By Brian Olson, Director IBM Power Server and Security Solutions
Having worked with IBM i customers over the past 25 years, we have seen several trends that has impacted the security of the IBM i environment:
- Increasing use of network based services to access data on the IBM i system from inside the corporate network
- Increased connection of the IBM i based applications to the outside world
- Dramatic increases in cyber-crime, and the negative publicity and impact on corporate brand value, that these exploits can have
- Increased focus on, and enforcement of, regulatory compliance, whether SOX/CSOX, PCI or a variety of other standards
IBM i (or AS400 or iSeries if you prefer) has long been viewed as a highly stable and secure platform and as such, the security priorities (and budgets) of organizations have tended to be focused in other areas such Windows server/client platforms and external network access (firewalls). Compounding this, is a general lack of experience in the auditor community of the unique attributes of the IBM i environment, to the point where many audits only contain a cursory review of this platform, and usually from the 1,000 foot level.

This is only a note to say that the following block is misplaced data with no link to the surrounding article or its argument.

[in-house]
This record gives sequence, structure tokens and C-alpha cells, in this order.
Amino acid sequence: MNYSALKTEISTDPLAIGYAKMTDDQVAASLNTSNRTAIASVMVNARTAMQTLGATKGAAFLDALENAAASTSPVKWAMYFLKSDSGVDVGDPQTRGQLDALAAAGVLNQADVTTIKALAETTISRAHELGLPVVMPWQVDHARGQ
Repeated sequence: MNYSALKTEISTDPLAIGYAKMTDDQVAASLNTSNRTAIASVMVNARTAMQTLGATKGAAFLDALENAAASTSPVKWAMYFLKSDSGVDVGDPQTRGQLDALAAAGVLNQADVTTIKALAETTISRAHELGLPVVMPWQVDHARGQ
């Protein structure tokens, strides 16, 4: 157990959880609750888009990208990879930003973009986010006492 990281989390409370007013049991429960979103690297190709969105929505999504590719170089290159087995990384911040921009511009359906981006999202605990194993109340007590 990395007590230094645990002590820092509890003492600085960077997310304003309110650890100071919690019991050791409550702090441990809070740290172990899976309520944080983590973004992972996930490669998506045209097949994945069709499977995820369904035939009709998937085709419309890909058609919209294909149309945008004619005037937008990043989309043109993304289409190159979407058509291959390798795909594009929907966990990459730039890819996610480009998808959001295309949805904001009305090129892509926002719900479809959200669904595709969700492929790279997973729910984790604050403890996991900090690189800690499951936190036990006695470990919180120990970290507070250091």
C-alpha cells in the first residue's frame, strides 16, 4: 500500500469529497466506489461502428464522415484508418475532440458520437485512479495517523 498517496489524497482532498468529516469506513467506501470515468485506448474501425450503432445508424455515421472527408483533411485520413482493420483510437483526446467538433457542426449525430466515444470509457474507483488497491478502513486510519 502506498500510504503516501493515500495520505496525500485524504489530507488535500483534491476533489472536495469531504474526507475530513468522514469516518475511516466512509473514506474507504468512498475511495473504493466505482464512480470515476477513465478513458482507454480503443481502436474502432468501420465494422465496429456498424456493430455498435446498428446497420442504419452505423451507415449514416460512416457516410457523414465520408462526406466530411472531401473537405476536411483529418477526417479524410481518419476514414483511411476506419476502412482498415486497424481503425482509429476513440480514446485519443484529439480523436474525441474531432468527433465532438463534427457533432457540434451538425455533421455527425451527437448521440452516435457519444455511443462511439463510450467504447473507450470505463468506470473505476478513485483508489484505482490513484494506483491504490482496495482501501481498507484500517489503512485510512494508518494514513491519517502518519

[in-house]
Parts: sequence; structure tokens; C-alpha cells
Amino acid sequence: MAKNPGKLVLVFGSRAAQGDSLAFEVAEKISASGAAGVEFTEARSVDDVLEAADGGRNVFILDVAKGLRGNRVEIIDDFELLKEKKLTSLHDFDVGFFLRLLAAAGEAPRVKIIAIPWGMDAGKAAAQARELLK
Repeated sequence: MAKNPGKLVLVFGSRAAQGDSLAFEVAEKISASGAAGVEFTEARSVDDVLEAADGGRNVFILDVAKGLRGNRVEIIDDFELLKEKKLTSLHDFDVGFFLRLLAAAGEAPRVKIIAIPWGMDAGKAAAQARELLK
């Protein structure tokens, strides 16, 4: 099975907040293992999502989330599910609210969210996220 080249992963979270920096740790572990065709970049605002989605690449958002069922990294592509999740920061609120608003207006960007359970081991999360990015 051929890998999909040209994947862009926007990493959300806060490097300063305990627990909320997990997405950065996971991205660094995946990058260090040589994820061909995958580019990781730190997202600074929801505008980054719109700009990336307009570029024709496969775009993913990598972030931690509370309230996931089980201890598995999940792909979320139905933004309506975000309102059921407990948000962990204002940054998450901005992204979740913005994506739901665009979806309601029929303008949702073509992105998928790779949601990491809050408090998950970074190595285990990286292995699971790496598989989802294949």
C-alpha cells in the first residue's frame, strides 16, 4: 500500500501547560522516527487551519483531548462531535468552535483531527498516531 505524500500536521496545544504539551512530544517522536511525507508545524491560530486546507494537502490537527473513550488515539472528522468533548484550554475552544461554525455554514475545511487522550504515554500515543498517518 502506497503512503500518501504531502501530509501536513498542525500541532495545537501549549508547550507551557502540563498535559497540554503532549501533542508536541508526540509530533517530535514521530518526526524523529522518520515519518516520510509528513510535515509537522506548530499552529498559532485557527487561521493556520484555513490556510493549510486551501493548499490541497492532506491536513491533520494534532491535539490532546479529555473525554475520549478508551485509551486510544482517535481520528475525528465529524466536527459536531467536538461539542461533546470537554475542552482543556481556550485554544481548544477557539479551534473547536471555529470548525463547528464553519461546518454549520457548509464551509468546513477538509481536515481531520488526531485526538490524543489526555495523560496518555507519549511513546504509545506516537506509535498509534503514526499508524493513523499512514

Given the fact that the IBM i typically houses critical corporate applications and data, this general lack of attention paid by many organizations to IBM i security is a critical exposure for the hundreds (or thousands) of Canadian organizations that rely on this platform and its applications for their existence. Hence, here are some key tips that every IBM i customer organization should consider.
1. Log and monitor audit journal activity
The IBM i operating system provides audit journals that allow the logging of key system activity. Unfortunately, not all organizations have these audit journals enabled, and if they do, many do not monitor or report/alert on suspicious activity taking place. The sheer size and cryptic nature of these journals can make getting useful security information from this a challenge. Use 3rd party tools to provide this extra usability.